In 1936, Ms. Tanning moved to New York and supported herself with illustrating jobs. While in New York she met Max Ernst at a party in 1942. He was also a Surrealist painter. Shortly thereafter he dropped by her studio seeking candidates for an exhibition of art by women of the Surrealist movement that he was organizing for a new gallery. Ernst stayed for a game of chess and eventually they married in a double ceremony in Hollywood.
They moved to France in 1957. During the 1960s and 1970s, Ms. Tanning showed regularly in New York and in cities across Europe. After 30 years of marriage, Max Ernst died in 1976, and Dorothea returned to the United States in the late 1970s.
Much later in life after the age of 80, she gained a different kind of attention when she began to concentrate on writing, producing a novel, an autobiography and poems that appeared in the New Yorker, the Yale Review and the Paris Review. In September 2011, 34 of her poems were published by Graywolf Press in an acclaimed book titled "Coming to That.''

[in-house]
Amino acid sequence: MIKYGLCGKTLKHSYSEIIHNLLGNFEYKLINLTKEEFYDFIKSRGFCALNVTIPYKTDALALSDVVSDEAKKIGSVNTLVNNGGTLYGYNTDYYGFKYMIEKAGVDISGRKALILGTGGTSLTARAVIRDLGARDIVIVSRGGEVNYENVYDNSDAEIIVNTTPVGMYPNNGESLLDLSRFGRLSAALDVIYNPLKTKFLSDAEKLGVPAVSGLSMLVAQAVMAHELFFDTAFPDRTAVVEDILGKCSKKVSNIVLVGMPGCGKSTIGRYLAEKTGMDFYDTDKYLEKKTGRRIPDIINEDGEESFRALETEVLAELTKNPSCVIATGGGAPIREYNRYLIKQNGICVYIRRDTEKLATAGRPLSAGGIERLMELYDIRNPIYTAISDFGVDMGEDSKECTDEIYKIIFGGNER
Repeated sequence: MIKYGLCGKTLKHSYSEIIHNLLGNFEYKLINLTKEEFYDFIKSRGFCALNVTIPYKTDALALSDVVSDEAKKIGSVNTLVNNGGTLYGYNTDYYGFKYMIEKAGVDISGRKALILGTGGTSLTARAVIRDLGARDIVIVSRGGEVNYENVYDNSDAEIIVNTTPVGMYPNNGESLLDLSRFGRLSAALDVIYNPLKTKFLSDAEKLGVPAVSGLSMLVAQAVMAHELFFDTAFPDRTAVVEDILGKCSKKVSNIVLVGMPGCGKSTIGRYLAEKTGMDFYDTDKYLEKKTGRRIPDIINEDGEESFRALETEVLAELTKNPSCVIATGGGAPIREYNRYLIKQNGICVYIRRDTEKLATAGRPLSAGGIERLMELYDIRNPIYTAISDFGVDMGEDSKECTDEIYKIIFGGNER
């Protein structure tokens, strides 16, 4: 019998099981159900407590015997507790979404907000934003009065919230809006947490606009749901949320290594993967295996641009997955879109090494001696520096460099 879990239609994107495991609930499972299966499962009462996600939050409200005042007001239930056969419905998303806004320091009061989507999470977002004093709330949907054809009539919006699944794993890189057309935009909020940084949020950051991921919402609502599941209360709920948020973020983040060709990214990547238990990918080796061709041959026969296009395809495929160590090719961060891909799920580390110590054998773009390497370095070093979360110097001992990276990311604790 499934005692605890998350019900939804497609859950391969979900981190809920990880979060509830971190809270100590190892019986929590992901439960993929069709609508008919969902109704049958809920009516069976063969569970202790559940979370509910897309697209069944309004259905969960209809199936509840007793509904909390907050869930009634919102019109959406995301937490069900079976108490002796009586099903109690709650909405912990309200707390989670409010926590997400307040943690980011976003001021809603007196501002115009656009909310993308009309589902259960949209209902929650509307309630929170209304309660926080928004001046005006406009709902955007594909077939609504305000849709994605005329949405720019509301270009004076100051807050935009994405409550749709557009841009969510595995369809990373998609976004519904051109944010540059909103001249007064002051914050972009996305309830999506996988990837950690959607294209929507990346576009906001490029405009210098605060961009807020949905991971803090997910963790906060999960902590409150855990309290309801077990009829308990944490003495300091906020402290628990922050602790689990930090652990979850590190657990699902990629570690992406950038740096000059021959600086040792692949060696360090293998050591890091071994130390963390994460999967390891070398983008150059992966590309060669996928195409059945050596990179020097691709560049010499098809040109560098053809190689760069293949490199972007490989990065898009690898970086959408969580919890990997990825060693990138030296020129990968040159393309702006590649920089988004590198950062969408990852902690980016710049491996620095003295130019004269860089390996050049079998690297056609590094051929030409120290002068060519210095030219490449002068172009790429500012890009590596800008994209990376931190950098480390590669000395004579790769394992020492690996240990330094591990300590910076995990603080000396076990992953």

Among her other achievements were ballet designs for the late George Balanchine, choreographer and artistic director for the New York City Ballet; etchings for illustrated books. She also made soft sculpture figures on an old Singer sewing machine.
In 2011, a festival in Galesburg, "Dorothea Tanning: From Galesburg Roots to Worldwide Fame," featured her artwork, a commemorative proclamation by the City of Galesburg and dedication of a plaque outside her childhood home, while a public symposium brought together scholars and family members.
Robin Metz, director of Creative Writing at Knox College, spoke of Tanning as "one of our most innovative and provocative painters, printmakers, sculptors and designers for theatre and ballet," by "Her achievements also transcend visual art -- in her mid-eighties she established an entirely new career in writing, through her poetry, fiction and memoirs." Knox College awarded her an honorary degree in 1988.